During intermission, lounge music is playing in the theater, the curtains are open. People mumble. A man in a suit stands on the very front lip of the stage. Or is it a dancer? (Is a dancer—then—not human?) He is moving, a weird and quirky little shuffle. He full-body fidgets for eight, maybe ten minutes. Performance? But the house lights are still on.
In her 1980 essay, “The Novel as Polylogue,” psychoanalyst, art critic, and literary scholar, Julia Kristeva, discusses how one might approach a work that has seemingly irreconcilable parts. She writes: “… one must grasp the rhythm of the whole text, hence the poly-logic of the speaking subject, in order to pick out, in reverse fashion, the meaning of the smaller sentence or lexical units. One does not begin with the part in order to reach the whole: one begins by infinitizing the totality in order to reach, only later, the finite meaning of each part.” I saw Ohad Naharin’s Minus 16 for the first time in the fall of 2004. This piece was in some senses responsible for my sister leaving ballet. This piece helped me turn my attentions back to dance after eight years away. This piece, 45 minutes long, was a signature work of Hubbard Street Dance Company during an entire decade, sometimes their only closing piece in a given season—performed every night on tour and back in Chicago. Minus 16 is a marker for me, with a life that stretches beyond the theater, before and beyond the time of any given performance. Art can alter lives, and when art does—I believe that those moments, and those works of art, ought to be attended to.
I am pregnant again. Number three. I fidget in my seat in the theater at the University of Georgia where, during the day, I am working toward my Ph.D. in English; the discomfort is starting earlier this time. I am beginning to understand the term “confinement.” My sister Taryn is on tour with Hubbard Street. She has been with them for three-and-a-half years but this is only the second time I have seen her perform with her new company—because of my growing family, my studies. I meet her bus when it comes into Athens. I go with her to the hotel, meet some dancers. I watch their warm-up class in the theater, just across the street from the English department. I sit in the dark and take notes for a novel I am writing. Tonight I will return to watch the performance.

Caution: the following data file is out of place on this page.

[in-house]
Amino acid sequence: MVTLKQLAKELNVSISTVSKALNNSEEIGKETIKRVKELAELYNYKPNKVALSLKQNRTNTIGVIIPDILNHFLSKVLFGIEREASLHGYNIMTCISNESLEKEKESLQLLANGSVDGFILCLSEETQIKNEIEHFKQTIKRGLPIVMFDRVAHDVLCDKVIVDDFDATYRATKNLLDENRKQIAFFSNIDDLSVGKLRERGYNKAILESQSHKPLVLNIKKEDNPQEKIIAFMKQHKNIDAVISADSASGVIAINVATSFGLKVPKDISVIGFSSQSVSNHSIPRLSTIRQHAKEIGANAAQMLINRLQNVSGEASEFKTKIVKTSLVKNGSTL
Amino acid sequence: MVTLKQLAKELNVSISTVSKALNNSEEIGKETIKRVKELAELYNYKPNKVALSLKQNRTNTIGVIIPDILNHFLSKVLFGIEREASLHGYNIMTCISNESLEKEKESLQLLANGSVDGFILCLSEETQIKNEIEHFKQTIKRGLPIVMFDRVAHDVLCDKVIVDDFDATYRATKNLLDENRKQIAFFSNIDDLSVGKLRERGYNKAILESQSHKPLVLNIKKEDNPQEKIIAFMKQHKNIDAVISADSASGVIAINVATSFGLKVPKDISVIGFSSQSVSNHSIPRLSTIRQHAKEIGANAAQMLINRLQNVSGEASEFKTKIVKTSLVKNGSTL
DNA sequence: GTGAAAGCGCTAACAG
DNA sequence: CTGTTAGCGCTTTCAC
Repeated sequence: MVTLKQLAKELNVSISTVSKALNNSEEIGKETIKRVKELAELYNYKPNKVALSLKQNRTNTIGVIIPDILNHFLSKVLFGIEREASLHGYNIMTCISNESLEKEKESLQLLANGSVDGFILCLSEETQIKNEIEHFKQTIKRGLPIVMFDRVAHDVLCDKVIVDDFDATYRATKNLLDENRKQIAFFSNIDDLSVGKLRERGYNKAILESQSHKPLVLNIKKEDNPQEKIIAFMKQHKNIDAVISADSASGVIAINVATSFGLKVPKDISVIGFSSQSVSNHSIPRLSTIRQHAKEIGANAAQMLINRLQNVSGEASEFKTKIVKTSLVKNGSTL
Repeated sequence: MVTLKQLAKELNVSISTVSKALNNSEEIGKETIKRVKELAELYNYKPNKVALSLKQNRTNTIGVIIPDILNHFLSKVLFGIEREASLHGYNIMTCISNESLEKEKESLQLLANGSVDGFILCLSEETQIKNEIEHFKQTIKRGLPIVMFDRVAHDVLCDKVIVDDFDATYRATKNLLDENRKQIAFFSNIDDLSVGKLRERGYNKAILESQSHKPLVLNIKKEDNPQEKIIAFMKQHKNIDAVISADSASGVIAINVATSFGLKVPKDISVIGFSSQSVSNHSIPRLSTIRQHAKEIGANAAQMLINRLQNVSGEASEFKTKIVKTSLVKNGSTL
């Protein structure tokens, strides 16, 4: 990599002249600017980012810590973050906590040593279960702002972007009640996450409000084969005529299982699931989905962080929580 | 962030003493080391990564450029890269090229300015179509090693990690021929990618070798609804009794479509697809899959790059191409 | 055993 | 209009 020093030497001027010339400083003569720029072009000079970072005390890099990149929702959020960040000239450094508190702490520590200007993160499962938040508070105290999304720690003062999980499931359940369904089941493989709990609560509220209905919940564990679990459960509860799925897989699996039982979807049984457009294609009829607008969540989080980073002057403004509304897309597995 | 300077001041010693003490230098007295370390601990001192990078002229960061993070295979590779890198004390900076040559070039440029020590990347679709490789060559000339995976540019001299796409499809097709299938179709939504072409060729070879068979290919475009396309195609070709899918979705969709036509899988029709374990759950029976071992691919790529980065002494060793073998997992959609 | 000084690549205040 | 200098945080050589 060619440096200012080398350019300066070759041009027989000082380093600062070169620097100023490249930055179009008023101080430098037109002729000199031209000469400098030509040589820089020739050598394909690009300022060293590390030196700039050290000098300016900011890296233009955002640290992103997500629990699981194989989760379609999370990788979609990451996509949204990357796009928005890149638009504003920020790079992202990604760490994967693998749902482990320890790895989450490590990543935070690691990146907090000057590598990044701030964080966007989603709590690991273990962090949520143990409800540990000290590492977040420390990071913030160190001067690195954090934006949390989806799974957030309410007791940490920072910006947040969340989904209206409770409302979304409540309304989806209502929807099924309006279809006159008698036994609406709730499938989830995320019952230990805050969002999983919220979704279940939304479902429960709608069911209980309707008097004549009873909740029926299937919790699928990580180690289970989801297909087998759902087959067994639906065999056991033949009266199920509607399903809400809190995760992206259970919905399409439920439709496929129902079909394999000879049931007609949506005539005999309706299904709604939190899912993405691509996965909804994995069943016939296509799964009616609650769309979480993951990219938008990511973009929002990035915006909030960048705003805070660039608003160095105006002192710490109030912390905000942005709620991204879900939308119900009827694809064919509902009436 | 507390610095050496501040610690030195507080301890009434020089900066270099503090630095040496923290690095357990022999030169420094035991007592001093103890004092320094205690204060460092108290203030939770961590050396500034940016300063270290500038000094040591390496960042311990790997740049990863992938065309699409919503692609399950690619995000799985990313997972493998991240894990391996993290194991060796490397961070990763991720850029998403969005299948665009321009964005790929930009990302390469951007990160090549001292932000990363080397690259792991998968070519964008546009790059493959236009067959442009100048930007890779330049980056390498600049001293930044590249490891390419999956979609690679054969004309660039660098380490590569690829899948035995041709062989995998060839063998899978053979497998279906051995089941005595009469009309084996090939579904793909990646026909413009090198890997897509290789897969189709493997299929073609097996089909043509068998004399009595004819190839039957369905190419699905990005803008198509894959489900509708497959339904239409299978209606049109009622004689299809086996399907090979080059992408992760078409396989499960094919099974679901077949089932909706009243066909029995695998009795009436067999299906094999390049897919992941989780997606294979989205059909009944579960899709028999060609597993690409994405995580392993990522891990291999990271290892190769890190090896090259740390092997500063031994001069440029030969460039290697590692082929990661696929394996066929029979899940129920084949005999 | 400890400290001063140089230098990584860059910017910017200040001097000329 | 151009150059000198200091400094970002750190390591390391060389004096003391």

More people join the man onstage doing his old-man improv. (My sister will later tell me its nickname: the geriatric.) Soon, fifteen other dancers are dancing near him in suits, the house lights have gone down, the audience has stopped tittering. Their costumes are versatile; they can point to orthodox Jew, to CEO, to undertaker, or to hip musician-hood, but are never rural, never blue-collar or non-Western or feminine. The dancers stay in their own little spaces, as if the stage were a grid, shrugging their shoulders, moving their hands in front of them like they are buttoning an imaginary doll’s clothes or conversing in elven sign language. I try to identify my sister among them, but they are anonymous—like Elizabethan players—ready for comedy, romance, tragedy, history—any of it. Then, they explode. Massive jumps and spins, their coats following their barrel turns over their bodies in the space. The audience applauds and cheers in relief after all the strange, non-dancerly dancing. I can hear them thinking, “Oh, thank GOD it’s not going to be postmodern…” A dancer-man comes forward, gesturing and talking at the audience, but I can’t understand what he’s saying. The curtain goes down, and he is caught beneath it. He falls to the floor still motioning but not-quite communicating, and is pulled back and through. The curtains are down and the electric guitars start playing “Hava Negila.”